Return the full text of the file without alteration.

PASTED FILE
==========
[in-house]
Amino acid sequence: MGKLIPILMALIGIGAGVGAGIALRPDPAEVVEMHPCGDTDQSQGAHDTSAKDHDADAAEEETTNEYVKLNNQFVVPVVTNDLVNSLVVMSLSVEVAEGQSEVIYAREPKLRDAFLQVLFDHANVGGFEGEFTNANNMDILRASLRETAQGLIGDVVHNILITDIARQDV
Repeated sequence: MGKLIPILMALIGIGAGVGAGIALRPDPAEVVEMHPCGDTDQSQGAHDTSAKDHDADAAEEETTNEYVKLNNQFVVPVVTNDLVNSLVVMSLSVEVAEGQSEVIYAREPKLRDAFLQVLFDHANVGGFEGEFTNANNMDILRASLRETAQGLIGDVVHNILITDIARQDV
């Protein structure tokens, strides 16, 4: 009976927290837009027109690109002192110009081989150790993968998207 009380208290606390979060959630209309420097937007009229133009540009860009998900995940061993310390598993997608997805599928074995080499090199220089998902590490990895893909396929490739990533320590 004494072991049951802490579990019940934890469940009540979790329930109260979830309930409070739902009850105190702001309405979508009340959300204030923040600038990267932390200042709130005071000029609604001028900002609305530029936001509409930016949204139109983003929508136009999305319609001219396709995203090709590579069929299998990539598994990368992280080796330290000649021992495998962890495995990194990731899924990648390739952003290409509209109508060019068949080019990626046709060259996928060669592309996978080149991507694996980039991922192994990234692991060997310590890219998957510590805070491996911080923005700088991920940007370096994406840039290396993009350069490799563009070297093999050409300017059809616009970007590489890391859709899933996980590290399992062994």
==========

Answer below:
[in-house]
Amino acid sequence: MGKLIPILMALIGIGAGVGAGIALRPDPAEVVEMHPCGDTDQSQGAHDTSAKDHDADAAEEETTNEYVKLNNQFVVPVVTNDLVNSLVVMSLSVEVAEGQSEVIYAREPKLRDAFLQVLFDHANVGGFEGEFTNANNMDILRASLRETAQGLIGDVVHNILITDIARQDV
Repeated sequence: MGKLIPILMALIGIGAGVGAGIALRPDPAEVVEMHPCGDTDQSQGAHDTSAKDHDADAAEEETTNEYVKLNNQFVVPVVTNDLVNSLVVMSLSVEVAEGQSEVIYAREPKLRDAFLQVLFDHANVGGFEGEFTNANNMDILRASLRETAQGLIGDVVHNILITDIARQDV
């Protein structure tokens, strides 16, 4: 009976927290837009027109690109002192110009081989150790993968998207 009380208290606390979060959630209309420097937007009229133009540009860009998900995940061993310390598993997608997805599928074995080499090199220089998902590490990895893909396929490739990533320590 004494072991049951802490579990019940934890469940009540979790329930109260979830309930409070739902009850105190702001309405979508009340959300204030923040600038990267932390200042709130005071000029609604001028900002609305530029936001509409930016949204139109983003929508136009999305319609001219396709995203090709590579069929299998990539598994990368992280080796330290000649021992495998962890495995990194990731899924990648390739952003290409509209109508060019068949080019990626046709060259996928060669592309996978080149991507694996980039991922192994990234692991060997310590890219998957510590805070491996911080923005700088991920940007370096994406840039290396993009350069490799563009070297093999050409300017059809616009970007590489890391859709899933996980590290399992062994």